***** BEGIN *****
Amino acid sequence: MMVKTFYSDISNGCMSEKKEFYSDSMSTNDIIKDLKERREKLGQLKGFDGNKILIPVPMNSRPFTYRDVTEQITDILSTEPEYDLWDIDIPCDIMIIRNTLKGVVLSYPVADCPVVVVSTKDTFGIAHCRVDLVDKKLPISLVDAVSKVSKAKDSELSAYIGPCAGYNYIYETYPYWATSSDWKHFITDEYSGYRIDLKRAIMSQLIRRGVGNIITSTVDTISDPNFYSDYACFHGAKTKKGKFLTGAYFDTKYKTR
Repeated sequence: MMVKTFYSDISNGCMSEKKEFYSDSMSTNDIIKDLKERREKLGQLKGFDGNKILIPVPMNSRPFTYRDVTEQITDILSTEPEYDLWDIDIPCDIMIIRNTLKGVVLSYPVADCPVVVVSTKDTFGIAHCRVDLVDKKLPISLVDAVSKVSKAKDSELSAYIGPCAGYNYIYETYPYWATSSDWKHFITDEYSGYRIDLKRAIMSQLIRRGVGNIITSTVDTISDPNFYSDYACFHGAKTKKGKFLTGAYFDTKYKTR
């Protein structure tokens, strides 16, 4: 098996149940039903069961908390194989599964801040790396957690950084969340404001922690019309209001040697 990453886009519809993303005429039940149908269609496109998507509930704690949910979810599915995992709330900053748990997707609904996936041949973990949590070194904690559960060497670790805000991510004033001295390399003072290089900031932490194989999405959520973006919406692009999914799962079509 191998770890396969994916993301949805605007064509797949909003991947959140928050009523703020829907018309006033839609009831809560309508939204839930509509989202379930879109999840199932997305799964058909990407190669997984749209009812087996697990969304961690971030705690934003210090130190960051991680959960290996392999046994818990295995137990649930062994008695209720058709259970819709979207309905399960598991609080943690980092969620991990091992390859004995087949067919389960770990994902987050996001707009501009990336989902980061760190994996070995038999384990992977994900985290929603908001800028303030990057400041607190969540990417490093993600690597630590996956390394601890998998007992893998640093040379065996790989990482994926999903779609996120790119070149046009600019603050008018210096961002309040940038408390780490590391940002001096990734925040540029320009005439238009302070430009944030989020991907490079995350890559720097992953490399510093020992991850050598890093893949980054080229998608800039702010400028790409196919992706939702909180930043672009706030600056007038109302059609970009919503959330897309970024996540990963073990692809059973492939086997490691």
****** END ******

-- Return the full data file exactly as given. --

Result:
Amino acid sequence: MMVKTFYSDISNGCMSEKKEFYSDSMSTNDIIKDLKERREKLGQLKGFDGNKILIPVPMNSRPFTYRDVTEQITDILSTEPEYDLWDIDIPCDIMIIRNTLKGVVLSYPVADCPVVVVSTKDTFGIAHCRVDLVDKKLPISLVDAVSKVSKAKDSELSAYIGPCAGYNYIYETYPYWATSSDWKHFITDEYSGYRIDLKRAIMSQLIRRGVGNIITSTVDTISDPNFYSDYACFHGAKTKKGKFLTGAYFDTKYKTR
Repeated sequence: MMVKTFYSDISNGCMSEKKEFYSDSMSTNDIIKDLKERREKLGQLKGFDGNKILIPVPMNSRPFTYRDVTEQITDILSTEPEYDLWDIDIPCDIMIIRNTLKGVVLSYPVADCPVVVVSTKDTFGIAHCRVDLVDKKLPISLVDAVSKVSKAKDSELSAYIGPCAGYNYIYETYPYWATSSDWKHFITDEYSGYRIDLKRAIMSQLIRRGVGNIITSTVDTISDPNFYSDYACFHGAKTKKGKFLTGAYFDTKYKTR
């Protein structure tokens, strides 16, 4: 098996149940039903069961908390194989599964801040790396957690950084969340404001922690019309209001040697 990453886009519809993303005429039940149908269609496109998507509930704690949910979810599915995992709330900053748990997707609904996936041949973990949590070194904690559960060497670790805000991510004033001295390399003072290089900031932490194989999405959520973006919406692009999914799962079509 191998770890396969994916993301949805605007064509797949909003991947959140928050009523703020829907018309006033839609009831809560309508939204839930509509989202379930879109999840199932997305799964058909990407190669997984749209009812087996697990969304961690971030705690934003210090130190960051991680959960290996392999046994818990295995137990649930062994008695209720058709259970819709979207309905399960598991609080943690980092969620991990091992390859004995087949067919389960770990994902987050996001707009501009990336989902980061760190994996070995038999384990992977994900985290929603908001800028303030990057400041607190969540990417490093993600690597630590996956390394601890998998007992893998640093040379065996790989990482994926999903779609996120790119070149046009600019603050008018210096961002309040940038408390780490590391940002001096990734925040540029320009005439238009302070430009944030989020991907490079995350890559720097992953490399510093020992991850050598890093893949980054080229998608800039702010400028790409196919992706939702909180930043672009706030600056007038109302059609970009919503959330897309970024996540990963073990692809059973492939086997490691």